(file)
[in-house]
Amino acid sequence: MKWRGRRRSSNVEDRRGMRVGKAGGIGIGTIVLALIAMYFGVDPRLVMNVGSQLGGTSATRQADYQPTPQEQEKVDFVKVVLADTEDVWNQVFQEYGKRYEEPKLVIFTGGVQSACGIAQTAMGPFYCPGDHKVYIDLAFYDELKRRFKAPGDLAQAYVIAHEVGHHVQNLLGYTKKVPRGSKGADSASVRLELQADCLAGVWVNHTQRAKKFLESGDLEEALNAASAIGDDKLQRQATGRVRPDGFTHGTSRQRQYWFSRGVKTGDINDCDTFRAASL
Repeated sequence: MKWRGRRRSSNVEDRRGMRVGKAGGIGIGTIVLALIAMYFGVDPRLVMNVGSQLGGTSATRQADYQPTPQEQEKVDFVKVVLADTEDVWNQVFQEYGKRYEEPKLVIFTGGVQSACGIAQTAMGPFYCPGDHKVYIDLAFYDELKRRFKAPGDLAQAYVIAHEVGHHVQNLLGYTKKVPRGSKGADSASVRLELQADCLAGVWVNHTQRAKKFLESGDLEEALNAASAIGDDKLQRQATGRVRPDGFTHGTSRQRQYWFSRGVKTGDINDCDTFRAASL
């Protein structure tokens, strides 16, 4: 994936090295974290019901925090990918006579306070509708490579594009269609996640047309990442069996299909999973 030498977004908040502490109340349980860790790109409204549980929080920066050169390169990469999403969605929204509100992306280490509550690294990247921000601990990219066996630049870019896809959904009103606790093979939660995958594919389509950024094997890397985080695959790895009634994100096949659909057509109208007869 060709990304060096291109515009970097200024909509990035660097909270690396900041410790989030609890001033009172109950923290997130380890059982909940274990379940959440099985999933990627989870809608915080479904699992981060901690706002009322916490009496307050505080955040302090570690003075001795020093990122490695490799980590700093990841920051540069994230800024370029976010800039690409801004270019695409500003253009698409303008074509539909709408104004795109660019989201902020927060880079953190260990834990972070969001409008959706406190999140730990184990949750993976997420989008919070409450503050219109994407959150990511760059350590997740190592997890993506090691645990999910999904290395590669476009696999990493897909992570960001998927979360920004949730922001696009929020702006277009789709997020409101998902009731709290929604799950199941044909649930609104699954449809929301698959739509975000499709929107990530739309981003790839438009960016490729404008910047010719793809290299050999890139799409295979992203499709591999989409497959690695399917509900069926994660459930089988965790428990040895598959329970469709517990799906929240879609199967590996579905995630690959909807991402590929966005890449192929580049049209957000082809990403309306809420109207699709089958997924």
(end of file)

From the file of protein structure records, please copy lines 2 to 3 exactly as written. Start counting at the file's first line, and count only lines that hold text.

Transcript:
Amino acid sequence: MKWRGRRRSSNVEDRRGMRVGKAGGIGIGTIVLALIAMYFGVDPRLVMNVGSQLGGTSATRQADYQPTPQEQEKVDFVKVVLADTEDVWNQVFQEYGKRYEEPKLVIFTGGVQSACGIAQTAMGPFYCPGDHKVYIDLAFYDELKRRFKAPGDLAQAYVIAHEVGHHVQNLLGYTKKVPRGSKGADSASVRLELQADCLAGVWVNHTQRAKKFLESGDLEEALNAASAIGDDKLQRQATGRVRPDGFTHGTSRQRQYWFSRGVKTGDINDCDTFRAASL
Repeated sequence: MKWRGRRRSSNVEDRRGMRVGKAGGIGIGTIVLALIAMYFGVDPRLVMNVGSQLGGTSATRQADYQPTPQEQEKVDFVKVVLADTEDVWNQVFQEYGKRYEEPKLVIFTGGVQSACGIAQTAMGPFYCPGDHKVYIDLAFYDELKRRFKAPGDLAQAYVIAHEVGHHVQNLLGYTKKVPRGSKGADSASVRLELQADCLAGVWVNHTQRAKKFLESGDLEEALNAASAIGDDKLQRQATGRVRPDGFTHGTSRQRQYWFSRGVKTGDINDCDTFRAASL